Aab Label’s new edit, Trikona, takes inspiration from Mughal architectures and pyramids

From antique phulkari to Mughal architecture and the great pyramids, this essence of geometry has inspired art across cultures and continues to do so

author_img Farah Khatoon Published :  24th August 2022 07:55 PM   |   Published :   |  24th August 2022 07:55 PM

Trikona from Aab Label

Known for contemporising the traditional threadwork of phulkari, Aab Label has dropped a new edit that takes inspiration from Mughal architecture and the pyramids. Titled Trikona, the homegrown fashion label aims at rekindling the relationship between people and their culture. Shreya Mehra, founder and director of the label tells us more. Excerpts:

What was the idea behind Trikona?

I am an avid history lover and love to experience new cultures. Through Aab, we are rekindling the relationship between people and their cultural legacies. The collection is called Trikona because it is inspired by geometry and the intricate jaali work in Mughal architecture and the great pyramids. The geometry of the triangle or trikon represents a whole; a balance achieved through the linkage of forces. It symbolises creative output; a harmony of energies coming together to evolve into something more meaningful. It is the visual representation of the mathematical patterns found everywhere in man, nature, and the cosmos. From antique phulkari to Mughal architecture and the great pyramids, this essence of geometry has inspired art across cultures and continues to do so. Merging that with the values of Aab, we brought the Trikon collection, a balance of cultural legacies and modern aesthetics.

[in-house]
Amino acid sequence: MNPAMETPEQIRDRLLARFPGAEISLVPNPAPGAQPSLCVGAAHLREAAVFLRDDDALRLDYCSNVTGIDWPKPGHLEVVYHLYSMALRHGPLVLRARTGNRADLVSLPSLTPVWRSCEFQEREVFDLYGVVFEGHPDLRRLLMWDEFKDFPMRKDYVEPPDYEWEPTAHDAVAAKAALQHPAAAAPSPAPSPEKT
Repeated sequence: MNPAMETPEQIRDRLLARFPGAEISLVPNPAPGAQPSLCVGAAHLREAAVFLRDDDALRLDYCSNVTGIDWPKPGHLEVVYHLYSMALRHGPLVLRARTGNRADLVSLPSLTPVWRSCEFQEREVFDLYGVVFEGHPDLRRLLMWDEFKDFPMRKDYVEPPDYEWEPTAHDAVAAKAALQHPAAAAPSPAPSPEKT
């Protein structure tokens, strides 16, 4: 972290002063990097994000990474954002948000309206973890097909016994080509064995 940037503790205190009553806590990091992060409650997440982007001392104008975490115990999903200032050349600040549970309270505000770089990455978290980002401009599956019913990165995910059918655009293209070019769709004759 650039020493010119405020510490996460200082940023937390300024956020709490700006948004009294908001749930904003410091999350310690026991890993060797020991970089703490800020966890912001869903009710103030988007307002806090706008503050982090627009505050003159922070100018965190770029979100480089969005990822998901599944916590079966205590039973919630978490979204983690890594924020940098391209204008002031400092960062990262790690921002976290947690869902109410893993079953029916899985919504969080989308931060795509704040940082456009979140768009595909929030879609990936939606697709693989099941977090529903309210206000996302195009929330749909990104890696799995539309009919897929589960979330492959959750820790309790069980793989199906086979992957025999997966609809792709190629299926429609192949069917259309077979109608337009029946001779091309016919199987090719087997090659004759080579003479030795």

Also read: I use my image, liberty, status quo to promote art, artisans: Manish Malhotra on crafting hopes with Mijwan Couture Show 2022

 How have you incorporated the concept in the edit?

The collection is inspired by the fine detailing and intricate patterns of jaali work found in Mughal architecture. We tried to create the same visual appeal in the edits as the light that falls through these jaalis creates beautiful patterns - balancing the light and the dark;  brightness and shadows, creating harmony and rhythm in the lived experience.

The edit is simple yet striking, contemporary yet stays true to traditional ethos. How challenging was it to strike this balance? 

At Aab, we adhere to a fundamental philosophy of simplicity. We strive for simplicity in everything we do, from design to visual aesthetics. It is inherent in our brand and has always been how I have visualised it. Simplicity and minimalism are also personal styles of mine - simple but elegant, simple yet impactful. The challenge was that I didn't know how to present my vision until we had our first sample in hand. However, once the first sample was ready, it made the subsequent processes easier for those who understood what I was talking about. This has made it easier to build upon our founding principles and philosophy.  

Tell us about the silhouettes and colour palette.

The silhouettes are a combination of classic and contemporary. One can find a range of classic straight-fit dresses and fit-and-flare dresses. Flounce sleeves with cuff details are a major part of this collection. Co-ord sets are versatile and can be paired with a lot of things in one's existing wardrobe. Our collection also includes kurtas, kaftans with a flowy and fluid fit that is comfortable and stylish for everyday wear, and anti-fit outfits that include a range of festive wear. The colour palette is a fine blend of bright as well as muted shades and has everything from varieties of checks and stripes to solid shades. While the patt silk threads used are bright and bold - a defining characteristic of antique phulkari pieces.

What's next?

We plan to foray into the international markets and expand offline. We are in discussions with MBOs about presenting our collection offline so that customers can experience it.